I felt a kinship with him. It was my first clue that atheists are my brothers and sisters of a different faith, and every word they speak, speaks of faith. Like me they go as far as the legs of reason can carry them - and they leap.I've started reading Yann Martel's Life of Pi. I'm only a couple dozen chapters into it, but it's obviously quite good. The quotation above suggests that atheism is not the absence of religion, but a religion all to itself, with its own creation story, its own (scientific) laws, its own intrinsic (though varying) ethical standards and practices, and the application of faith when all else fails.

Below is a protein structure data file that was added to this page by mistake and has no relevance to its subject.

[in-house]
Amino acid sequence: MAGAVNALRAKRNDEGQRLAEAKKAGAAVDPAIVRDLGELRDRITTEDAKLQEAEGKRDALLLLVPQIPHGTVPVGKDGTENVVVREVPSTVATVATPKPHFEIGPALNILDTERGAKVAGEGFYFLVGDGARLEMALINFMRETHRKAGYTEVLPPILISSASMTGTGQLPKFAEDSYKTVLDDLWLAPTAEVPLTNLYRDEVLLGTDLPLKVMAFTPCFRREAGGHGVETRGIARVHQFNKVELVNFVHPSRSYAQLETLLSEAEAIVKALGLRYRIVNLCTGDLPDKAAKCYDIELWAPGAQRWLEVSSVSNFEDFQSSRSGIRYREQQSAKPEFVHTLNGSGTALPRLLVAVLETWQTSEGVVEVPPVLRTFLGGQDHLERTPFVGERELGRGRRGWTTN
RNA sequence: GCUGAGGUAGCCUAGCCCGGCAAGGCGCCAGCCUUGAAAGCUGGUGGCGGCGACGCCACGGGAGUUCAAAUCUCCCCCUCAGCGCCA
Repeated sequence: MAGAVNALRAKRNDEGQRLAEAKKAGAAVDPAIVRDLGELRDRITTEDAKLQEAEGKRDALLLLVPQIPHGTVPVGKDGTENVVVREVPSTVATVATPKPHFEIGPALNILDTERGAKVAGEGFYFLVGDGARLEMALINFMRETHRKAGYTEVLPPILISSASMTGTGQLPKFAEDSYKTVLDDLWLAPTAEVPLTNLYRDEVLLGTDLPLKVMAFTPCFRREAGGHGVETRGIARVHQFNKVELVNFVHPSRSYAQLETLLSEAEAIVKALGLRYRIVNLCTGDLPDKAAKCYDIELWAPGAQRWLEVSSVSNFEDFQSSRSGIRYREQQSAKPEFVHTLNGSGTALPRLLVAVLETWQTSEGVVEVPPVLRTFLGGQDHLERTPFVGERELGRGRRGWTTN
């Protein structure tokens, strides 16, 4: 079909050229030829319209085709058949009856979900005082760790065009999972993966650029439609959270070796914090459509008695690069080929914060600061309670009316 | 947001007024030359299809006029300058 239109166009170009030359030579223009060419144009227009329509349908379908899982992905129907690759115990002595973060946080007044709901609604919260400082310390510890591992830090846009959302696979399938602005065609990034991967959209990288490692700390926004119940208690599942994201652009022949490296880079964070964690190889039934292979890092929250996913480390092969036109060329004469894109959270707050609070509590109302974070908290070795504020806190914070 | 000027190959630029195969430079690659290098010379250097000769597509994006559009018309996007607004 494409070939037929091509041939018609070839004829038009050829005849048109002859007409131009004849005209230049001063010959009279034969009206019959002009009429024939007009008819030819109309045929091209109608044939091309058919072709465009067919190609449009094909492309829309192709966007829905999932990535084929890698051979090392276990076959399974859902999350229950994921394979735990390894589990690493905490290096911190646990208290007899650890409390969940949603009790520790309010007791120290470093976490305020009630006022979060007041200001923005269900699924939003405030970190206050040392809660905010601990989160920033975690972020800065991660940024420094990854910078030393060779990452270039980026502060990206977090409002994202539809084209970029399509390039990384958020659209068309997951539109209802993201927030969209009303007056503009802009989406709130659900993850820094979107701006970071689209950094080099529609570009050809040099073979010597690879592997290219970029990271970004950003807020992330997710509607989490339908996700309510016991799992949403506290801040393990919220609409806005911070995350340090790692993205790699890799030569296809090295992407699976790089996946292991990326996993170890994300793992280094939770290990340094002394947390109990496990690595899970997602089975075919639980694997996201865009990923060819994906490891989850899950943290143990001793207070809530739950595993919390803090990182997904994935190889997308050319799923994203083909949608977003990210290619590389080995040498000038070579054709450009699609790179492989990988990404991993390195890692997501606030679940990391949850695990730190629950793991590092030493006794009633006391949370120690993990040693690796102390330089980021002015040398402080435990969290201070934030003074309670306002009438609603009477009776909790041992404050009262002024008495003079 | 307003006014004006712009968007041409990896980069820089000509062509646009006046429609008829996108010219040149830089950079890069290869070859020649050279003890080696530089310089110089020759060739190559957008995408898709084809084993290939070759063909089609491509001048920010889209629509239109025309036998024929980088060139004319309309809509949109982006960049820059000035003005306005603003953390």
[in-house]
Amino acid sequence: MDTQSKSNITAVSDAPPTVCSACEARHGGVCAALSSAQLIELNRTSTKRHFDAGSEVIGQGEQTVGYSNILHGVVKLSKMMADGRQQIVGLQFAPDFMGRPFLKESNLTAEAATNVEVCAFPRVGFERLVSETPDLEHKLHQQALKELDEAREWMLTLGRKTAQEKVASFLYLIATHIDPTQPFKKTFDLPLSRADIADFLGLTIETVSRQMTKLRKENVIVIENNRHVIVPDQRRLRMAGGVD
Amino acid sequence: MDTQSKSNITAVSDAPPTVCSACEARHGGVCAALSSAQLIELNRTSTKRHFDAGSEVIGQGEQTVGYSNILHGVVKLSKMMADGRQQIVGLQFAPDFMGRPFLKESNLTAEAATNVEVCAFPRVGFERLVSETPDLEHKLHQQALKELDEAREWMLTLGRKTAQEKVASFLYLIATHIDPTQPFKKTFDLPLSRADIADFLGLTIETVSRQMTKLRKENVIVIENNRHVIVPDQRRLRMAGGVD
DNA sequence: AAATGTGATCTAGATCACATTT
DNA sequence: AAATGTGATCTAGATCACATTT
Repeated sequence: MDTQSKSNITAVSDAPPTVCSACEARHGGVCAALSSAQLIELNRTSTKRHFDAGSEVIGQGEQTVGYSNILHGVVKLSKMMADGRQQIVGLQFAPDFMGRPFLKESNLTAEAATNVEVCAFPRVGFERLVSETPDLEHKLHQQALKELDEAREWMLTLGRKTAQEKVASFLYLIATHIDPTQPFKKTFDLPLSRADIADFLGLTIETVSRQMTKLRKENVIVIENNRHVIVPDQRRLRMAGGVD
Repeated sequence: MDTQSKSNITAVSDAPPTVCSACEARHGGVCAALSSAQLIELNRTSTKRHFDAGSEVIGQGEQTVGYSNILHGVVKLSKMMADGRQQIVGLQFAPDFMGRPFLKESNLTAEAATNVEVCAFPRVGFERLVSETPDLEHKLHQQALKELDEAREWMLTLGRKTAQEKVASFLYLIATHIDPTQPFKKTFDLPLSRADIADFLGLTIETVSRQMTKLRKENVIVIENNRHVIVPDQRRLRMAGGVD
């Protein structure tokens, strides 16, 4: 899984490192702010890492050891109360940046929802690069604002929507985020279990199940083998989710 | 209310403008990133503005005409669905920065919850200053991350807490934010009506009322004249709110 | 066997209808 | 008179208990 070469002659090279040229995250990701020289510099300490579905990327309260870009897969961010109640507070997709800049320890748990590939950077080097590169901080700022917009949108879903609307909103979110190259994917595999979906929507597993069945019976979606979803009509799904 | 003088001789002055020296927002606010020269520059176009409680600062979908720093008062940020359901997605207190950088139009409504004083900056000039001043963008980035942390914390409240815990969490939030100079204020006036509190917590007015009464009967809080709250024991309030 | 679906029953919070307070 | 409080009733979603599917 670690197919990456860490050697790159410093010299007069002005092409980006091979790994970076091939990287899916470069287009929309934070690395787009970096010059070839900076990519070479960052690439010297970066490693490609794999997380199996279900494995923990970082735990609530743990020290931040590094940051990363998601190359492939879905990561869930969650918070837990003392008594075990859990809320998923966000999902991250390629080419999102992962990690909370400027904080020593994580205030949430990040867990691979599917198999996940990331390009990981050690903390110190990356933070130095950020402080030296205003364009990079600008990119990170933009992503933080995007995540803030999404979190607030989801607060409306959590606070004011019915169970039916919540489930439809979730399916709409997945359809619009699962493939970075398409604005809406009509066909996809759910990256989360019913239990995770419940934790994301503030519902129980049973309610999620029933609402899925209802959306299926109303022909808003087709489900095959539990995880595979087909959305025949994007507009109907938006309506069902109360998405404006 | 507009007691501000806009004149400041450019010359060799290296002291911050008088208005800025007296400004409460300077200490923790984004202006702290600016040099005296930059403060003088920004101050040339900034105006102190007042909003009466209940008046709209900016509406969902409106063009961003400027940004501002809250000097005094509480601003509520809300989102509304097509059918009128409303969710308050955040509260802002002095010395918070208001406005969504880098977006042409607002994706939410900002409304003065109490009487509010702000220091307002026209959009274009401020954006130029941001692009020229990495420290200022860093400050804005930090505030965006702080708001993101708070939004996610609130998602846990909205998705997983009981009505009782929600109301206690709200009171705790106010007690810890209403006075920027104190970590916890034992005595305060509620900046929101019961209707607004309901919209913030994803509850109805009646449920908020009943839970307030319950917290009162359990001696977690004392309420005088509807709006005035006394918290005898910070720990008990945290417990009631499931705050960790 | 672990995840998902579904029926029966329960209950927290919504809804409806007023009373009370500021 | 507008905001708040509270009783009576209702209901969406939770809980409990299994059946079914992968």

I’ll be honest about it. It is not atheists who get stuck in my craw, but agnostics. Doubt is useful for awhile. We must all pass through the Garden of Gethsemane. If Christ played with doubt, so must we. If Christ spent an anquished night in prayer, if He burst out from the cross, “My God, my God, why have you forsaken me?” then surely we also are permitted doubt. But, we must move on. To choose doubt as a philosophy of life is akin to choosing immobility as a means of transportation.
More on the book later.